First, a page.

Contributions of Military Men and Women
World War II created a severe shortage of labor in the United States. National leaders had to balance the burgeoning manpower needs of the military against those required for agricultural and industrial production. Many crafts, such as machining, were not only critical to the war effort, but in especially short supply. This national labor crisis extended to Los Alamos, which needed the very same skills required by the military and industry.
Highly Skilled Military Workers
The partial answer to the labor shortage at Los Alamos came from an Army program that identified enlisted personnel with technical skills, such as machining, or who had some science education beyond high school. Those identified were organized into the Special Engineer Detachment, or SED.
SED personnel began arriving at Los Alamos in October 1943. Many were assigned to work at S Site where the high explosives used in Fat Man were cast and machined. Another contingent of SED personnel worked at nearby V Site, where the Fat Man components, including the high explosives, were turned into their final, combat configurations. Many of the SEDs were highly skilled and, in the case of S and V Sites, were allowed to manage their own day-to-day activities.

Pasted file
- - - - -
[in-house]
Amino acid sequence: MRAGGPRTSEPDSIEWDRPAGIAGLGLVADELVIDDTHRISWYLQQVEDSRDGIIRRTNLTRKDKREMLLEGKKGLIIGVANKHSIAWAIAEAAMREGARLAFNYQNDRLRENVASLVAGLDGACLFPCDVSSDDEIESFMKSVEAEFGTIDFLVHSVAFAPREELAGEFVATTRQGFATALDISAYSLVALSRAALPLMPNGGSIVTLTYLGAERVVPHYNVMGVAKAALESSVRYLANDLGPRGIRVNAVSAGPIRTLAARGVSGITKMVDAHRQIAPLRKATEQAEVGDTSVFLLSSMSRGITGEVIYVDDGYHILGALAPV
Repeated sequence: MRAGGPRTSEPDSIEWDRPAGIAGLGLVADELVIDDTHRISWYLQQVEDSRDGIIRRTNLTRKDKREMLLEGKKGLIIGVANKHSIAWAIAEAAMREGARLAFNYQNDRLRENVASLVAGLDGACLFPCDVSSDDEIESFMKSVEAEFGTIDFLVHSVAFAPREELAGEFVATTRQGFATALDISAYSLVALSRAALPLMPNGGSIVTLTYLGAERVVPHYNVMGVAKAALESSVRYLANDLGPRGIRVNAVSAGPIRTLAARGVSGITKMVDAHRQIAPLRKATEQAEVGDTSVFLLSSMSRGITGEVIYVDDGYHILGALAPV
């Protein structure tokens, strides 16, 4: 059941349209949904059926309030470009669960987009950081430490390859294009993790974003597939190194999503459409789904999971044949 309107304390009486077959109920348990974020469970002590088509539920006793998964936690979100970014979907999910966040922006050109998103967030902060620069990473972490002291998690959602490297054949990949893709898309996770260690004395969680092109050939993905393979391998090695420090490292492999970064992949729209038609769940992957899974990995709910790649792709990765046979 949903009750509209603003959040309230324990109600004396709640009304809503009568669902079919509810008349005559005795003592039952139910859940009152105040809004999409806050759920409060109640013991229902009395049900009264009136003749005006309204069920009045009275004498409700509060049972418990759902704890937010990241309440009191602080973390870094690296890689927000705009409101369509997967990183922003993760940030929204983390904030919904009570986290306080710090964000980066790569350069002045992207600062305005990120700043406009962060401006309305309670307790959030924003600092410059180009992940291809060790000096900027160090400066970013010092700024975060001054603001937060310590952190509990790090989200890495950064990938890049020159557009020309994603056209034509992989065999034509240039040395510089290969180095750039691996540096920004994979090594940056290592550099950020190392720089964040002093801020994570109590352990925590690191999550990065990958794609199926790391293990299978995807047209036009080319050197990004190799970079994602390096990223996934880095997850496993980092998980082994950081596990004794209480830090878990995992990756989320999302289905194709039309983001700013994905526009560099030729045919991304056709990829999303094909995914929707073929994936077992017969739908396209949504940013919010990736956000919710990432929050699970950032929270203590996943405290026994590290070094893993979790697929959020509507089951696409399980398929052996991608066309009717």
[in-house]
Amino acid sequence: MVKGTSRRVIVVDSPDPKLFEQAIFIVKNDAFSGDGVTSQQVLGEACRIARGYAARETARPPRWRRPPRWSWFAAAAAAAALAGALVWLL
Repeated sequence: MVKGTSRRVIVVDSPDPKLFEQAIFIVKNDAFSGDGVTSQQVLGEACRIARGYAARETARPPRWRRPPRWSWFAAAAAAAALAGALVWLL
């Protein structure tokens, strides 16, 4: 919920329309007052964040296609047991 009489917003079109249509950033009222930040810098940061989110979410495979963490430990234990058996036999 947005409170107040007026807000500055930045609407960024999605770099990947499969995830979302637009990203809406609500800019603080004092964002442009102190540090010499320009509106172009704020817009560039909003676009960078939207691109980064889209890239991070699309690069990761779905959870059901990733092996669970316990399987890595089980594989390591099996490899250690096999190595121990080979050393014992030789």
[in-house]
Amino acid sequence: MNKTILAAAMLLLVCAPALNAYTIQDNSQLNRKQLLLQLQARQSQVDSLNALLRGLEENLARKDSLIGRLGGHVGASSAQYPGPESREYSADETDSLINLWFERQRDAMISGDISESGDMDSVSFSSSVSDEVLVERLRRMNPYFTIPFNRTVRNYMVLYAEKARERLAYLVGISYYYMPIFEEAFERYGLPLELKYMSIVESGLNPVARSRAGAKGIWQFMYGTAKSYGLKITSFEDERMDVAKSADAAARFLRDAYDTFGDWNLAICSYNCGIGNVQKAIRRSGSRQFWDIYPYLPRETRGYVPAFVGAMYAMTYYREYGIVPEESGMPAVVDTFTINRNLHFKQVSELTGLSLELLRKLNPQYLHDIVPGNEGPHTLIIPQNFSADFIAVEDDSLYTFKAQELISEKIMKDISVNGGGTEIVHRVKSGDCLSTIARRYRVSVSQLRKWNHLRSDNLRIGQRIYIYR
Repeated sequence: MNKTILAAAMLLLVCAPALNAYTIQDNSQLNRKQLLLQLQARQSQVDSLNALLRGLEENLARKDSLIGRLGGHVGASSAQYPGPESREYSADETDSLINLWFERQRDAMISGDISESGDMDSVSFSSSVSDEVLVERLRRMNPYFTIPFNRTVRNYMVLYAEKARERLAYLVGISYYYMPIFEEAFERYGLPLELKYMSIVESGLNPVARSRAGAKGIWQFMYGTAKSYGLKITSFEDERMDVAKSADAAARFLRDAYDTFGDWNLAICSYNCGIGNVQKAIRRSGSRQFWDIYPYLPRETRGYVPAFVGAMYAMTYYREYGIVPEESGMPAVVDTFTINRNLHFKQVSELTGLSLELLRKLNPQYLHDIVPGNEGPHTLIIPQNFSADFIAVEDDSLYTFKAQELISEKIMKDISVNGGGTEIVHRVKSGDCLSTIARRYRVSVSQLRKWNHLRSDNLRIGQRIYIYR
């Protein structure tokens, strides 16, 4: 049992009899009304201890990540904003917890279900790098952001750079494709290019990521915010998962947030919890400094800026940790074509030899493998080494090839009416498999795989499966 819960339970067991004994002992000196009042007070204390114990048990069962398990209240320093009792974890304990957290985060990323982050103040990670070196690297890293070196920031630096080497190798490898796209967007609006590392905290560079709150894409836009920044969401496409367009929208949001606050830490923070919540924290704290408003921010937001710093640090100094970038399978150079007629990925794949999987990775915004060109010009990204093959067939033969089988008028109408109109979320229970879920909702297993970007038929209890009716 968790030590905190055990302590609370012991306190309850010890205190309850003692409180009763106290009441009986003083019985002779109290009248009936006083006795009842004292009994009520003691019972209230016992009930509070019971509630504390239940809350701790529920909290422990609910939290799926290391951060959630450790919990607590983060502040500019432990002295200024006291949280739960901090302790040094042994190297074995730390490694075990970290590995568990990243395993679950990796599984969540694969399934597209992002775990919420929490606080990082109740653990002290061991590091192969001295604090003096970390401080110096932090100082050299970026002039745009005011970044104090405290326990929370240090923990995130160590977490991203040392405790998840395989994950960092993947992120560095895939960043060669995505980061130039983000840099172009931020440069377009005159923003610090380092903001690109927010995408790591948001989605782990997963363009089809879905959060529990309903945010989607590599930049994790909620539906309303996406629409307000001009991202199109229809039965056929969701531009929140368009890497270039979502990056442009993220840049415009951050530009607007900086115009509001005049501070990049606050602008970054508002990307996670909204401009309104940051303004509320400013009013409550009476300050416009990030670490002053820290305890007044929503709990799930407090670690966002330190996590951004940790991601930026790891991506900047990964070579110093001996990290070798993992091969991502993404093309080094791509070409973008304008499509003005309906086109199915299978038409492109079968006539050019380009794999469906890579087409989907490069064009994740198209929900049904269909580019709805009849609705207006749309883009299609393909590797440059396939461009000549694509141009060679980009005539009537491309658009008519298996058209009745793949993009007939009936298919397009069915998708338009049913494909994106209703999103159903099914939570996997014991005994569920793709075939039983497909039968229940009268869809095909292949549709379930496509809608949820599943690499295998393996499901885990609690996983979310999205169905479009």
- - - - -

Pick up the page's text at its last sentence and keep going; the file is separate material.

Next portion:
By August 1945, 1,800 SED personnel worked at Los Alamos. These troops worked in all areas and activities of the Laboratory, including Projects Trinity and Alberta. So integral were the SEDs to the functioning of the Laboratory that their imminent discharges at war's end created another serious labor shortage at Los Alamos. An agreement was quickly reached under which SED personnel could coordinate their discharges from the Army and begin working immediately as civilians.
The SEDs played a crucial role in the wartime success of the Los Alamos Laboratory. As civilians, they ensured the success of the postwar Laboratory for years to come.
Women's Army Corps
After the Japanese attack on Pearl Harbor, congress passed a bill creating the Women's Army Auxiliary Corps (WAAC). WAACs served alongside the regular army, playing an important role in the success of communication, supply, and maintenance operations. At its peak, the corps included 150,000 servicewomen. By 1943, the tremendous contribution made by the WAAC was recognized through formal integration into the army. That same year the Women's Army Corps (WAC), as it was then called, deployed a detachment to Los Alamos.
In summer 1943, the First Provisional WAC Detachment included 43 enlisted women and two officers. WACs worked across the laboratory, serving as secretaries, telephone operators, drivers, cooks and librarians. Before joining the corps, many of the women had acquired some technical training. This allowed them to work as research assistants and technicians. Many of the WACs had medical training, and worked in the local hospital. The shortage of skilled workers and the high quality of the WACs' work made them a valuable force at the lab. The detachment quadrupled in size over the next two years, reaching 200 by the end of the war. WACs made an important, though often overlooked, contribution to the development of the atomic bombs at Los Alamos.